Today’s question is, how do you write? Do you love long, artistic, experimental and flowing sentences, full of dependent clauses and prepositional phrases? Do you love to walk around an idea and show it from various angles and viewpoints before you move on to the next thing? Or do you prefer things short, simple, precise, and direct?
I already briefly touched upon my writing style here, in a post describing my blogging habits. Although one’s blogging habits and one’s writing style are clearly not one and the same thing, I believe that these concepts may overlap to a certain extent.
Any habit is defined as a recurrent, often unconscious pattern of behavior that is acquired through frequent repetition. One’s writing style, on the other hand, refers to the manner in which an author chooses to write to his or her audience. It reveals both the writer’s personality and voice, but it also shows how he or she perceives the audience. So while a habit is a routine of behavior that tends to occur unconsciously, one’s style is a matter of choice.
I’m not sure, though, that I’ve chosen my writing style absolutely voluntarily. Being a non-native speaker of English, the way I write is inevitably influenced by my limited L2 repertoire. So although I mostly produce short, simple sentences and my writing sometimes suffers from under-lexicalization, it’s not always my deliberate choice. My struggle to make a point in an L2 simply forces me to play it safe and, often subconsciously, to avoid structures which may hinder communication between me and the reader.
As Victoria Grefer points out,
The more complex I make a sentence, the more room I feel I have for a stylistic error that will confuse a reader.
My no frills style is partly a result of language limitations which probably differ from those a native speaker has to deal with. These limitations can be painful and depressing at times. The truth is, though, that they constantly push me out of my comfort zone, and, in a way, they also help me feel relatively safe. I could easily start blogging in my mother tongue, but then I would have no excuses to justify my linguistic and stylistic errors.
I suppose that one’s writing style also reflects one’s reading preferences. In other words, I write the way I like other people to write – not because I think it’s the right way but because such texts are easy for me to decode.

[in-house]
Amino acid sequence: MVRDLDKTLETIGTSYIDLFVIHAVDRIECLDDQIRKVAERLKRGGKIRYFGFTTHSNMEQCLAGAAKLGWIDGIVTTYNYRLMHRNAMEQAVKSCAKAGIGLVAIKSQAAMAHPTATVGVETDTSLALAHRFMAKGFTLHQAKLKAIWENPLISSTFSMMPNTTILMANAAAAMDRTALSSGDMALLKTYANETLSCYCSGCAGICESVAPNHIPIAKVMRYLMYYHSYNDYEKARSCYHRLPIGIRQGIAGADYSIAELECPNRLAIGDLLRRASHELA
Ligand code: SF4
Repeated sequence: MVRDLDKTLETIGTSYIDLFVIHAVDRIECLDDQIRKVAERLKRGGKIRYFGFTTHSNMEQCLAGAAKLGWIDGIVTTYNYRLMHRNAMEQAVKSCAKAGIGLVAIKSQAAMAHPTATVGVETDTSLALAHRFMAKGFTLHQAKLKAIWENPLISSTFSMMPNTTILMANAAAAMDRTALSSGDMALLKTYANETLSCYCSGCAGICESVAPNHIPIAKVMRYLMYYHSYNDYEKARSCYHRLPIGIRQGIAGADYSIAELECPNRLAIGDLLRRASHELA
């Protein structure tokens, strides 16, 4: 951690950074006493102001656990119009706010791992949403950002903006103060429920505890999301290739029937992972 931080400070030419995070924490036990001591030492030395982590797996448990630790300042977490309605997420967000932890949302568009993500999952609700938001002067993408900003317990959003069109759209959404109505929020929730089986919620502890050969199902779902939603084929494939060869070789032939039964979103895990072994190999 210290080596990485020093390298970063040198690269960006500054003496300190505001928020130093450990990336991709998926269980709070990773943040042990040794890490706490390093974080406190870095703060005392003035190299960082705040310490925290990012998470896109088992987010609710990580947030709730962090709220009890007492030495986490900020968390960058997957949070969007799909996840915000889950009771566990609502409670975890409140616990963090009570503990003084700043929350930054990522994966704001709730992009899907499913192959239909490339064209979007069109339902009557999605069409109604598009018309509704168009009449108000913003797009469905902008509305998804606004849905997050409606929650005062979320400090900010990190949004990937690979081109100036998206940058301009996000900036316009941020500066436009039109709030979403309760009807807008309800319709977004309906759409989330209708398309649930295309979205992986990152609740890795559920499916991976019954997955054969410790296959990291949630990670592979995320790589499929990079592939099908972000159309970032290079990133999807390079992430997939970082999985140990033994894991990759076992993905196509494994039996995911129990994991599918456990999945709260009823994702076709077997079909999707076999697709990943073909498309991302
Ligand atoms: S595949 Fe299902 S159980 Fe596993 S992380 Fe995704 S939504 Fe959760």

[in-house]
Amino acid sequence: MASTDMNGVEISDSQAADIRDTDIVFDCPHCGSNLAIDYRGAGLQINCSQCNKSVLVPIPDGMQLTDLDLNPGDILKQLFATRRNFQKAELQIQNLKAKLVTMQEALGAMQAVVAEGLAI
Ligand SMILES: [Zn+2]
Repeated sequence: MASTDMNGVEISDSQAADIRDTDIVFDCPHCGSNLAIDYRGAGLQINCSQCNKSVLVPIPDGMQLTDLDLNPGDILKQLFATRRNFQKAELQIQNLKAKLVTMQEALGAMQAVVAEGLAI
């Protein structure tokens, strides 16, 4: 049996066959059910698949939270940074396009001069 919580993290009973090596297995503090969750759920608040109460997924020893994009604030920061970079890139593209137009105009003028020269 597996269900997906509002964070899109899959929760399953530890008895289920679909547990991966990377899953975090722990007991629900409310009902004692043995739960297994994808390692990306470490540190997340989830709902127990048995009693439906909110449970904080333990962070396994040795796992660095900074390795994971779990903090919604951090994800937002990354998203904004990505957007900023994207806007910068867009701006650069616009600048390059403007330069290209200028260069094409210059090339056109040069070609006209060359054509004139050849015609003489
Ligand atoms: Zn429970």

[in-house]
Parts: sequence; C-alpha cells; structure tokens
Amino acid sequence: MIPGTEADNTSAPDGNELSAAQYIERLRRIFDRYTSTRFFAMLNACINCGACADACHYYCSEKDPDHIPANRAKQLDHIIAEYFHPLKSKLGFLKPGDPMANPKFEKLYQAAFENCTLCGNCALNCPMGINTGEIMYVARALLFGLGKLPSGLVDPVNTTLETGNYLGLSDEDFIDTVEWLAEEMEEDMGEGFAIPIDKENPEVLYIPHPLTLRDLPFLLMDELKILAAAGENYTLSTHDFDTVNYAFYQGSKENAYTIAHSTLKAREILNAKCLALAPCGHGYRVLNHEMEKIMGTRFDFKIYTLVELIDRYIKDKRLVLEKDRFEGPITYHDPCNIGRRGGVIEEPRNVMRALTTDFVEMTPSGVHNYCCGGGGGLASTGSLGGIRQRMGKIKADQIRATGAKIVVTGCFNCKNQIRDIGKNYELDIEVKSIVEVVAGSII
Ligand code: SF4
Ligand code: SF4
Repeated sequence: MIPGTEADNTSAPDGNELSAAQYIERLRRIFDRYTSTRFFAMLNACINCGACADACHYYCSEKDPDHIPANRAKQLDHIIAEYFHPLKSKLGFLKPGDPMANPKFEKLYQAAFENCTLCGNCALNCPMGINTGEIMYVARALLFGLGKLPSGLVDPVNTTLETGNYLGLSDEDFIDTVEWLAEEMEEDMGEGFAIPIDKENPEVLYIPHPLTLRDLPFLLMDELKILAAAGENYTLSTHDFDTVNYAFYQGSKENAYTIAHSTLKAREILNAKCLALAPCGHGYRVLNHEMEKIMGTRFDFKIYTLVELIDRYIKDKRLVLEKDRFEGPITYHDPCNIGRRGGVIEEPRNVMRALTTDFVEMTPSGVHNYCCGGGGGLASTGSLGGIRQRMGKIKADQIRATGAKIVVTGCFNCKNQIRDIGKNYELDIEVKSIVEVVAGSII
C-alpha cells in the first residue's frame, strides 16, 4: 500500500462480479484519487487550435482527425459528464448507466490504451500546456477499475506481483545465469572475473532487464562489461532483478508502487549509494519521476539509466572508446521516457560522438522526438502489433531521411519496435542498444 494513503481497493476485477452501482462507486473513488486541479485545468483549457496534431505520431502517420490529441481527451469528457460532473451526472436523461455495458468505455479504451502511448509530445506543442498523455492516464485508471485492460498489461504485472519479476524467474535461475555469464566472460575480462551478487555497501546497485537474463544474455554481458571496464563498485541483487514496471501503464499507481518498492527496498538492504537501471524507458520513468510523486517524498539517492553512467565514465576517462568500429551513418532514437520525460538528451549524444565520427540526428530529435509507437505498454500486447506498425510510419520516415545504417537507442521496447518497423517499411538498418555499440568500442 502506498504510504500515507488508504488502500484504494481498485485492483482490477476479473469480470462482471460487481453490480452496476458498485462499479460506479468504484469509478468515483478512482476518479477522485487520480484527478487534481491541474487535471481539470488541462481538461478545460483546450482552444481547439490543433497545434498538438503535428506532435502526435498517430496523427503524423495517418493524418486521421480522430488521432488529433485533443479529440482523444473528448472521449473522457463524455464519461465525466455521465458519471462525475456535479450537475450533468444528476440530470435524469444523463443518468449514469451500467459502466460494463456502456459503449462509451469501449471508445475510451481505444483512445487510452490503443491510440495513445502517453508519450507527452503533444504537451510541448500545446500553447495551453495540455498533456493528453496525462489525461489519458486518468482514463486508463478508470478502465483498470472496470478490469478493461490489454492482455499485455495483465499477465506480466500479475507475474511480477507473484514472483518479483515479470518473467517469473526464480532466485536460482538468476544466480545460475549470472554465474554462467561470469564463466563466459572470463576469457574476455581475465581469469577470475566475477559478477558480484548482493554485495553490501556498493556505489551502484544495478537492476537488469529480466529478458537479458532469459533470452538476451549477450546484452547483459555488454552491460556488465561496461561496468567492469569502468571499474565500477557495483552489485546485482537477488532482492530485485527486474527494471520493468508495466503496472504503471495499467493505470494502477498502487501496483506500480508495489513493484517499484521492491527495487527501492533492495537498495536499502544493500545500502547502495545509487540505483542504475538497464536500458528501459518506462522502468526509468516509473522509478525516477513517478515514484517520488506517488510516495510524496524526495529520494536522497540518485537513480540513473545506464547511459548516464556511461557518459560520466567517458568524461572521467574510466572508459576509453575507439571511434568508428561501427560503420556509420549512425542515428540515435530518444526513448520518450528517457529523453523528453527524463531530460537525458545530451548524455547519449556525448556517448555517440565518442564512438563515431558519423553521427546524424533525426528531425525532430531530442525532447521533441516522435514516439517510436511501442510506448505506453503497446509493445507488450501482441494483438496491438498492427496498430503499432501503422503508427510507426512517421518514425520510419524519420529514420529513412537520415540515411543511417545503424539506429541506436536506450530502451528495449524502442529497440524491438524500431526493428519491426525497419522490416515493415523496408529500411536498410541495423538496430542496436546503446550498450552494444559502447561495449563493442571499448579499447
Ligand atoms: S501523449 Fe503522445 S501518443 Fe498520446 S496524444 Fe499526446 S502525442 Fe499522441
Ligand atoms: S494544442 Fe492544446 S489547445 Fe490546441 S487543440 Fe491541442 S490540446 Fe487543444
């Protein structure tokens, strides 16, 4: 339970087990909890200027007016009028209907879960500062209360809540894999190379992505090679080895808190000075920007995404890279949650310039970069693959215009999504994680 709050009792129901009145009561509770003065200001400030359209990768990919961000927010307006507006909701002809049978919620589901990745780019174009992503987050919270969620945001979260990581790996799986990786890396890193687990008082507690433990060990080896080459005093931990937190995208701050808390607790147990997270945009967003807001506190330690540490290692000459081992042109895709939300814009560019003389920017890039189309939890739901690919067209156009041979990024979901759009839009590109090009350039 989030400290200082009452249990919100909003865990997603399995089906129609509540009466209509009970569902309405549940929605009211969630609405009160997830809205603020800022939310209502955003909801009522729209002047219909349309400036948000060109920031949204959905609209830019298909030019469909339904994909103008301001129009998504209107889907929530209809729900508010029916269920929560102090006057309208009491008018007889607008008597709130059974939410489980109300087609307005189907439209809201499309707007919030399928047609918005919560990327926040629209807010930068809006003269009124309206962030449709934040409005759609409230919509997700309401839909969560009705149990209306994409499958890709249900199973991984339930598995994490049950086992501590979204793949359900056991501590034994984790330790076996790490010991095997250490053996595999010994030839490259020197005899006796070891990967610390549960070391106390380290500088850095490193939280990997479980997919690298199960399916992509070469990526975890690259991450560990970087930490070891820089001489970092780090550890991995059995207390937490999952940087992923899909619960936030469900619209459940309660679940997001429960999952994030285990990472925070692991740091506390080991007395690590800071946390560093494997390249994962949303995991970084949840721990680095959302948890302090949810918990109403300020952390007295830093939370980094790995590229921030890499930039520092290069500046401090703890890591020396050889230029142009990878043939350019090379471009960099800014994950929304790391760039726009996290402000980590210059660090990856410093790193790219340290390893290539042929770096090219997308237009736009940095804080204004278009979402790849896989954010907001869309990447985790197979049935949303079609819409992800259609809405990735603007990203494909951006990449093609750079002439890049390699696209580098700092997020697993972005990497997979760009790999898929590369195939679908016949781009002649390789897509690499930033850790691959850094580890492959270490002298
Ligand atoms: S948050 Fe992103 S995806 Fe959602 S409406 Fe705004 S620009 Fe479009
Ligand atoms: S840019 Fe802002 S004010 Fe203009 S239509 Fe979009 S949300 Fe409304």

This brings me to the L2 classroom. Our students often grapple with limitations much more serious than those I’ve described above. At low levels, they have to get by with a very restricted vocabulary and a narrow range of grammar structures. They might not know how to work with dictionaries and thesauri effectively. In other words, although they probably have a lot to say, they don’t have an effective means to communicate their message. This may be a source of bitter frustration and some may even want to give up writing at some point.
The frustration will probably increase if a student prefers a poetic style in their L1, for example, but feels he can’t use it when writing in the L2. Thus, whatever he produces will look insufficient and imperfect in his eyes. The other extreme would be a student who uses an embellished style at all costs, even when it’s absolutely inappropriate and incorrect. Such as student will probably be scolded and punished by low grades anyway. This will eventually discourage her from playing with the language or even make her dislike writing completely.
Before you start scolding and punishing your student for poor writing, try writing yourself. Try what it is like and what it takes to produce a coherent text in a foreign language, or in any language, for that matter. I recommend that you look your fears and limitations straight in the eye first and see how your students might feel.
To wind up my post, below are a few inspiring bloggers who write for teachers who wish to help their students overcome those fears and limitations: